For the most part, you and your current spouse have a standard divorce. One unique aspect of the split may be the existence of a shared business in Texas. How do the two of you split a company?
To help eliminate confusion and handle things both legally and fairly, the American Bar Association offers three options for your situation. Work with a legal professional and your current spouse to reach a fair decision.
Sell the business
You and your soon-to-be-ex may have no problem outright selling the business and splitting the profits, which can provide some financial peace of mind for the next chapter of your separate lives. With this option, it is best to have the business valued by a professional, to sell it for the best price. Know that it may take longer than you like to successfully sell the business.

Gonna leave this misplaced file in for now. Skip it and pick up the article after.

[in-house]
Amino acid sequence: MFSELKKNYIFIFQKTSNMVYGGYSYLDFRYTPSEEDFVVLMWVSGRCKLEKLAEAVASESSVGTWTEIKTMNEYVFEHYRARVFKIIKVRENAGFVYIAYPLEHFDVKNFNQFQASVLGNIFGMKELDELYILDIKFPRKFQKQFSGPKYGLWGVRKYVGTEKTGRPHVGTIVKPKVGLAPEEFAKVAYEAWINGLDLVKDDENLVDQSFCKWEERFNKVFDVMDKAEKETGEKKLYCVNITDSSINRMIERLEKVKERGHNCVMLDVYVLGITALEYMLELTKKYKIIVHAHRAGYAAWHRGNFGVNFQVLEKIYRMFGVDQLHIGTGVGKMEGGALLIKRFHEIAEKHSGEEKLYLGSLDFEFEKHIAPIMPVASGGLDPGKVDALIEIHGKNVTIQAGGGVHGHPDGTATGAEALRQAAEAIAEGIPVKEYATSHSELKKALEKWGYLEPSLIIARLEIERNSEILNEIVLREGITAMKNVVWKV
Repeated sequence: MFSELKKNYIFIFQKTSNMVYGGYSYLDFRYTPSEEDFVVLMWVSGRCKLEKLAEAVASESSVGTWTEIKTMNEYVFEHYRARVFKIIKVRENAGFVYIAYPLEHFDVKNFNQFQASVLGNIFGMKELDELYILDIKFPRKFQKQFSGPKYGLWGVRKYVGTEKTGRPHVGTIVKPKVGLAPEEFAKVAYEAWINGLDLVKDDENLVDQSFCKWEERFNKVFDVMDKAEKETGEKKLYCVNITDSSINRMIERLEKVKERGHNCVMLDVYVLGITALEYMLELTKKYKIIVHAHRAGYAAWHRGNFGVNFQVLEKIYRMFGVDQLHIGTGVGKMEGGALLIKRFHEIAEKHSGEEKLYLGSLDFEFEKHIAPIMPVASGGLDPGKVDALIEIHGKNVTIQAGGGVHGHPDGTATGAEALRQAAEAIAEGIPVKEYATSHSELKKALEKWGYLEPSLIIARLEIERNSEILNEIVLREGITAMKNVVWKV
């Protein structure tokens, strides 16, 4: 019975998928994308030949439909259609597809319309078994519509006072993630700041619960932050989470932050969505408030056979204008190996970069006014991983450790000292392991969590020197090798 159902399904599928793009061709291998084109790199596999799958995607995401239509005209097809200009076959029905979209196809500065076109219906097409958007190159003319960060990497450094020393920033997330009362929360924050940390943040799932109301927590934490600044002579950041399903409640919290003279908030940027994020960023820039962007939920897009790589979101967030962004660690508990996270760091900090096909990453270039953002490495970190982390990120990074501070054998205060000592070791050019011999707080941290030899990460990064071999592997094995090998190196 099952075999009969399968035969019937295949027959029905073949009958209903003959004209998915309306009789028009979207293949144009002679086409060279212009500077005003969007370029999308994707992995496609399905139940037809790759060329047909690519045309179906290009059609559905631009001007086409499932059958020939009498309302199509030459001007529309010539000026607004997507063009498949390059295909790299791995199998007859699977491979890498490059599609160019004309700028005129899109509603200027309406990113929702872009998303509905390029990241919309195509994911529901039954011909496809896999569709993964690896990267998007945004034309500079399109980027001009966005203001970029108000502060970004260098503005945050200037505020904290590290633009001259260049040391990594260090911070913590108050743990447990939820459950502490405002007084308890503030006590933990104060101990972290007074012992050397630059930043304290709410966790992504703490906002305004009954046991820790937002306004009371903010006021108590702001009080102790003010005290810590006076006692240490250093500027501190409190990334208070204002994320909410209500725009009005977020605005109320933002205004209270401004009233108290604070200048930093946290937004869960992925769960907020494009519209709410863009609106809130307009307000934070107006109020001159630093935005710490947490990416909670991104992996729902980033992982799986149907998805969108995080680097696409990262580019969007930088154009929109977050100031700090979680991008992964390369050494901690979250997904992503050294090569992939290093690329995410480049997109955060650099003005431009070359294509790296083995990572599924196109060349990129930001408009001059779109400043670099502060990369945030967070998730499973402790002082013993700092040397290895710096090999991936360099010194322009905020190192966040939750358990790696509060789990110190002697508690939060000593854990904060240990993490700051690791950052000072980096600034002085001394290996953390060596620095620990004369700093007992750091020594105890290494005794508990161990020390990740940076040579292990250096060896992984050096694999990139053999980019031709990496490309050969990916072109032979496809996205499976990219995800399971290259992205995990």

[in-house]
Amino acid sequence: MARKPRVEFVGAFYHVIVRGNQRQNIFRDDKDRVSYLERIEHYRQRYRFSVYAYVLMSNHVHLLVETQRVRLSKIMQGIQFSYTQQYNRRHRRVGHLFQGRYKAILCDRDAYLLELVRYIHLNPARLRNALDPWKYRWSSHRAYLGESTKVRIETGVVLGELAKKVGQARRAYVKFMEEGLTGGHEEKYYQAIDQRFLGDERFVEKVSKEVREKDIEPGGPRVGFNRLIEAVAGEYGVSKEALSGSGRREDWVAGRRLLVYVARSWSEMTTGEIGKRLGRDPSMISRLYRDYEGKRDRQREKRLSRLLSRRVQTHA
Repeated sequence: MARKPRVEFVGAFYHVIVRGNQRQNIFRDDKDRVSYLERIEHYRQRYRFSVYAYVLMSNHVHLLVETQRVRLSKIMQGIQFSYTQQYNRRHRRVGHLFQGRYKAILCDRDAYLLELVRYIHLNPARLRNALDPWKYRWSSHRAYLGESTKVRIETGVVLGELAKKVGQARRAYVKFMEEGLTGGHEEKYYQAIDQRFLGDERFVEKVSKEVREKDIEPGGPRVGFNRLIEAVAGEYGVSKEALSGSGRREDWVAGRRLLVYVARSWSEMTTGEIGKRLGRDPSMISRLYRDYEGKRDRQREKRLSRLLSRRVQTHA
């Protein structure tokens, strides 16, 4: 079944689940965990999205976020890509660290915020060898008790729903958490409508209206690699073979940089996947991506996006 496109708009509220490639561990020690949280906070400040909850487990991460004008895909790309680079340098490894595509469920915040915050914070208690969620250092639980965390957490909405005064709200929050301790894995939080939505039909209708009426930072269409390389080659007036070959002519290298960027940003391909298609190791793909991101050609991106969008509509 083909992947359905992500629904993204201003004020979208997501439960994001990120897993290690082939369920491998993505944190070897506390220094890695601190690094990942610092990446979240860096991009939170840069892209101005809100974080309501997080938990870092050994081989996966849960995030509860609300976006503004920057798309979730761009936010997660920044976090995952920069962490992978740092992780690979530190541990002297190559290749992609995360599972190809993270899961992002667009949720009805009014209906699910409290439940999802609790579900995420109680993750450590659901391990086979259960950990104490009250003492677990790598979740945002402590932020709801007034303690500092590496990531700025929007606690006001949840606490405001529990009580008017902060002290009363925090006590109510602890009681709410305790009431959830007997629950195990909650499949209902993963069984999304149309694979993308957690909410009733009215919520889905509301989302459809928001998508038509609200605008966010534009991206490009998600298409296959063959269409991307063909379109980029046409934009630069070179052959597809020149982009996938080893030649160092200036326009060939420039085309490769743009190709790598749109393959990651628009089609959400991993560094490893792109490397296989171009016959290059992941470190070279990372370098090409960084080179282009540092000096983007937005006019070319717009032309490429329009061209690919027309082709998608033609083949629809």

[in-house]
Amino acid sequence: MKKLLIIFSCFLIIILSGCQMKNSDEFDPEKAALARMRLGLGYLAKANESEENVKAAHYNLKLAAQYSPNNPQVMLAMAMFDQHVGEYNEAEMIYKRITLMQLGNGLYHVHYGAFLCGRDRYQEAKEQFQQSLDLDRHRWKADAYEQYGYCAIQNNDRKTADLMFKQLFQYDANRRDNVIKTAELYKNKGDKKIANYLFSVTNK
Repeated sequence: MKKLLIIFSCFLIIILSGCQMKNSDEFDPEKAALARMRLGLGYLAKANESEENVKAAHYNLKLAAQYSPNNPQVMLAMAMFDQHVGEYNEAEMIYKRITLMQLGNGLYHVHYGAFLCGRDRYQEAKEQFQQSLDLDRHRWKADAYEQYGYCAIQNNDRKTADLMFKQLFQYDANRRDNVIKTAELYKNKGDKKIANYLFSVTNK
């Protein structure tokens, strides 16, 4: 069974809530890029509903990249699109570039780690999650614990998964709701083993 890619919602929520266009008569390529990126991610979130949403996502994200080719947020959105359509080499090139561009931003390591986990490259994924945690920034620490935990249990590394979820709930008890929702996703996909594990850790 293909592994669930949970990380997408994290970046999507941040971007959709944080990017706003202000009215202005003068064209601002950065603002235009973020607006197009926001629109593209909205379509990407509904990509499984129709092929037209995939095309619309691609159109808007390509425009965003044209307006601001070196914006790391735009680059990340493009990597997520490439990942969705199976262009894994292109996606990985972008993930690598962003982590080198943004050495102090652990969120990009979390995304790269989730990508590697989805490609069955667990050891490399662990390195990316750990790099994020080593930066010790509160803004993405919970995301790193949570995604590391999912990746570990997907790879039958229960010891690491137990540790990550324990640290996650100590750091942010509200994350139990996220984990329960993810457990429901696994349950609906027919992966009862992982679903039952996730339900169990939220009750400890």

One spouse buys out the other
If either you or your current spouse no longer has a desire to continue operating the business, one of you may want to buy the other out and become the sole owner. Of course, going this route requires that you have the funds necessary to buy out your business partner, which may necessitate you taking out a loan.
Perhaps you and your current spouse make better business partners than you do marital partners. You may not mind remaining as co-owners of the operation. To make this easier, you can schedule operations so that you two are never present at the business simultaneously, or that you designate business decisions to a trusted employee or manager.
This information is only intended to educate and should not be interpreted as legal advice.